[ISEA2017] Paper: Treva Pullen — Capricious Creatures: Animal Behavior as a Model for Robotic Art


Keywords: Art, Robotics, Play, Animal, Nonhuman, Behavior, Cute, Kawaii, Media, Zoomorphic

This paper examines issues related to playfulness, cuteness and the modeling of animal behaviors toward the designs of robotic art. Exploring historical and contemporary case studies of the playful ecology and creations of robotic art, as entry points to a multi-faceted
discussion of human-machine engagements considering the lenses of philosophical, art historical and curatorial methodological research this text tracks an abbreviated legacy of new media art production beginning with the animal modeled works of Canadian artist Norman White. In assessing characteristic features of a selection of robotic art works, such as its playfulness, use of humor, and critique / reconfiguration of cuteness as a mode of critical engagement, this paper aims to unpack the motivations behind artist’s aesthetically and behaviorally oriented merging of the nonhuman robot with lively, soft, emotive and fussy animal creatures. Case studies of animal modeled robotics point to the accessibility of employing animal behaviors and their powers to engage with humans on a level that is productive and non-confrontational. Animal behaviors and zoomorphic aesthetics appear to appeal to audiences in a way that would not be possible for confrontational and/or anthropomorphic bots.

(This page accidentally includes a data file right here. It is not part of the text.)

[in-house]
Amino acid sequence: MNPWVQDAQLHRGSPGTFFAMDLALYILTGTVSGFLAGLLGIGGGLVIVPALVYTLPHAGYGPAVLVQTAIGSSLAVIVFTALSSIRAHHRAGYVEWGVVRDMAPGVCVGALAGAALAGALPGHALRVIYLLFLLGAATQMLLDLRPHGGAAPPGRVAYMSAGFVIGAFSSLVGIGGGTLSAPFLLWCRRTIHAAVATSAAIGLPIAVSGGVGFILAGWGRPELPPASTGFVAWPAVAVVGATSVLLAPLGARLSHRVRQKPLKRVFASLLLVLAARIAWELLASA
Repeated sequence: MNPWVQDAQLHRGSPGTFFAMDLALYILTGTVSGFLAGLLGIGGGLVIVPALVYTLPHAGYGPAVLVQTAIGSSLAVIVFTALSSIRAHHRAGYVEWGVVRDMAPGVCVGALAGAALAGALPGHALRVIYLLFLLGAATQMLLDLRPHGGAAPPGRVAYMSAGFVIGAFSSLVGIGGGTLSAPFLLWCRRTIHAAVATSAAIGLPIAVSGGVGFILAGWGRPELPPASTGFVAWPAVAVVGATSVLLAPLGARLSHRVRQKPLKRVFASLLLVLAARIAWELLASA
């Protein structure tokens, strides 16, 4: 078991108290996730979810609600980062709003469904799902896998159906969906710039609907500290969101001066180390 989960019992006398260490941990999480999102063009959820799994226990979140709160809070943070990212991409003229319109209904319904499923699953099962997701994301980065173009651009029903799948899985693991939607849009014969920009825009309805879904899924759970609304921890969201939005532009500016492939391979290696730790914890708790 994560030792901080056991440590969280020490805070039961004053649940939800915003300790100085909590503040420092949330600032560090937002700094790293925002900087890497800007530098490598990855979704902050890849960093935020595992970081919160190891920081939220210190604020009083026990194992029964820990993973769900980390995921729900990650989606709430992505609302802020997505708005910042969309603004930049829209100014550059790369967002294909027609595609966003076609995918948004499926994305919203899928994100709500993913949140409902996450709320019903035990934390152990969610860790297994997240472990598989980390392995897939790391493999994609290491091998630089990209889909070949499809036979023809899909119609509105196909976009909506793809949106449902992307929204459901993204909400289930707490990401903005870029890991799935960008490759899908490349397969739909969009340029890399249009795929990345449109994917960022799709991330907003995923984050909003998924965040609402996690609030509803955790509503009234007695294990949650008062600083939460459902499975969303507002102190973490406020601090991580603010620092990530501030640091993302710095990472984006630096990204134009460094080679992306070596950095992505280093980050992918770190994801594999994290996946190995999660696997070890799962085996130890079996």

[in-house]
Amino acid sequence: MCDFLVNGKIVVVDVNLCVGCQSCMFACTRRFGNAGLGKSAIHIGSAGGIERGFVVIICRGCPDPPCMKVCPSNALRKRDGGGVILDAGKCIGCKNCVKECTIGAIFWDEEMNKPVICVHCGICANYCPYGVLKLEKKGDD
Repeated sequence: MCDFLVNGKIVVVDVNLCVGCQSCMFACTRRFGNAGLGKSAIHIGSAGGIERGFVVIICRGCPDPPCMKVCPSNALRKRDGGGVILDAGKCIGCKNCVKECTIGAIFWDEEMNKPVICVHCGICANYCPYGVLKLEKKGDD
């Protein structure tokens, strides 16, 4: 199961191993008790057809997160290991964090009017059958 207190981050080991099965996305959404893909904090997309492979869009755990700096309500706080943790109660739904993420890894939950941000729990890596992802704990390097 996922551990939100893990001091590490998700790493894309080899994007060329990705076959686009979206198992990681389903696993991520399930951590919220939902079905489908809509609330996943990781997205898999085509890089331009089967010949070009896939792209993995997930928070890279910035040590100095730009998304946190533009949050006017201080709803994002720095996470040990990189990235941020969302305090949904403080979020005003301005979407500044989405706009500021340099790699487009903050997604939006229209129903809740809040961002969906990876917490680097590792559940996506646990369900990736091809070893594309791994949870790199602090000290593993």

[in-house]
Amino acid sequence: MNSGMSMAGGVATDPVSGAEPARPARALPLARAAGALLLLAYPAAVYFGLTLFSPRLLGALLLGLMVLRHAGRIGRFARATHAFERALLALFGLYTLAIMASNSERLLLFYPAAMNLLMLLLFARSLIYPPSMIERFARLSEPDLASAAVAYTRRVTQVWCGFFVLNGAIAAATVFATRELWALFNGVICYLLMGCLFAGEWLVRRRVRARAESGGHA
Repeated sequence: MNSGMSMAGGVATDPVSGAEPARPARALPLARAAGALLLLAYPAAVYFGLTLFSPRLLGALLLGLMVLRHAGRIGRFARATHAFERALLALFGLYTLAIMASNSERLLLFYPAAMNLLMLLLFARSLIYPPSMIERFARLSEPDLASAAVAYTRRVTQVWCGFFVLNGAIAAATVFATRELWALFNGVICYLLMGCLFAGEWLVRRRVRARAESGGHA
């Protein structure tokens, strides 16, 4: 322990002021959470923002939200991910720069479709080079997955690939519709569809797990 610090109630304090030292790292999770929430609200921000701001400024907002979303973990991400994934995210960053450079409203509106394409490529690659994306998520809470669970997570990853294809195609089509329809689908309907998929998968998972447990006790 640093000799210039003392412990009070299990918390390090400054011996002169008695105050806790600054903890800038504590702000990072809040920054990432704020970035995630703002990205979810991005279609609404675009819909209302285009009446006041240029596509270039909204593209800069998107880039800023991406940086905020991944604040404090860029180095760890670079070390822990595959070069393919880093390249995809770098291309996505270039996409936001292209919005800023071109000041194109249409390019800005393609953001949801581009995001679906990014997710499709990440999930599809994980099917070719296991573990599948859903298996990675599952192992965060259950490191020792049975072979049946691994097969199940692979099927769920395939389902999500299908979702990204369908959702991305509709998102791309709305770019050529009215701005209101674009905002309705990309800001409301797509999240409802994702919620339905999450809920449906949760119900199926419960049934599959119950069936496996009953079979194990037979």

• Treva Pullen is an interdisciplinary researcher, curator, artist and PhD candidate in Communication Studies at Concordia University, Montréal, Canada. Her research explores the playful and agentic capacities of media art through the lens of ‘whimsical bodies’; a term she uses as an evocative metaphor for the lively, humorous and often reciprocally engaging nature of media art objects. Her doctoral studies merge critical theory and curatorial practice based research to explore methods of display for the whimsical bodies presented through bio art; facilitating human nonhuman engagements/learning, and unpacking feminist maker methodologies enacted in bioart laboratories. Her work has been published in The Senses & Society, InterARTive, JAWS and AlterNative: An International Journal of Indigenous Peoples. She has also curated new media based exhibitions such as #NATURE (2016) and Influenc(Ed.) Machines (2015). The author holds an MA from OCAD University in Contemporary Art, Design and New Media Art Histories, with a focus in new media, and a BFA from OCAD University majoring in Criticism and Curatorial Practice. trevapullen.com

Full text (PDF) p.  539-545